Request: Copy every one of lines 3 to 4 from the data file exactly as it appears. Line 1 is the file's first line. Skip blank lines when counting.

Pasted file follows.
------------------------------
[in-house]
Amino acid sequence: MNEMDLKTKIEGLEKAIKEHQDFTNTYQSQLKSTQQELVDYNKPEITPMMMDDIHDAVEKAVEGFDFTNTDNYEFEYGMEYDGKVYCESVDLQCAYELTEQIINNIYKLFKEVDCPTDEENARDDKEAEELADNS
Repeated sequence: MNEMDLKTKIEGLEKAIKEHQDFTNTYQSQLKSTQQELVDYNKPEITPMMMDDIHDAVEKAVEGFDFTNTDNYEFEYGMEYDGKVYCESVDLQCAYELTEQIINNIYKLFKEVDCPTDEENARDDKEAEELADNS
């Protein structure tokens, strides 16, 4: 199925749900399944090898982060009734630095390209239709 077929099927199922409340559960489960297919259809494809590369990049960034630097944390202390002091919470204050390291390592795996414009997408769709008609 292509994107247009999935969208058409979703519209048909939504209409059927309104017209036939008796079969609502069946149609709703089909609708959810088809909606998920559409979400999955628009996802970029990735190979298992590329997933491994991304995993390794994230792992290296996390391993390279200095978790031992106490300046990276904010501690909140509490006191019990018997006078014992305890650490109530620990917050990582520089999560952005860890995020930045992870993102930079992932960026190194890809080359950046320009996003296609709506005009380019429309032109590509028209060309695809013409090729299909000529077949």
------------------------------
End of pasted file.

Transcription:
Repeated sequence: MNEMDLKTKIEGLEKAIKEHQDFTNTYQSQLKSTQQELVDYNKPEITPMMMDDIHDAVEKAVEGFDFTNTDNYEFEYGMEYDGKVYCESVDLQCAYELTEQIINNIYKLFKEVDCPTDEENARDDKEAEELADNS
């Protein structure tokens, strides 16, 4: 199925749900399944090898982060009734630095390209239709 077929099927199922409340559960489960297919259809494809590369990049960034630097944390202390002091919470204050390291390592795996414009997408769709008609 292509994107247009999935969208058409979703519209048909939504209409059927309104017209036939008796079969609502069946149609709703089909609708959810088809909606998920559409979400999955628009996802970029990735190979298992590329997933491994991304995993390794994230792992290296996390391993390279200095978790031992106490300046990276904010501690909140509490006191019990018997006078014992305890650490109530620990917050990582520089999560952005860890995020930045992870993102930079992932960026190194890809080359950046320009996003296609709506005009380019429309032109590509028209060309695809013409090729299909000529077949």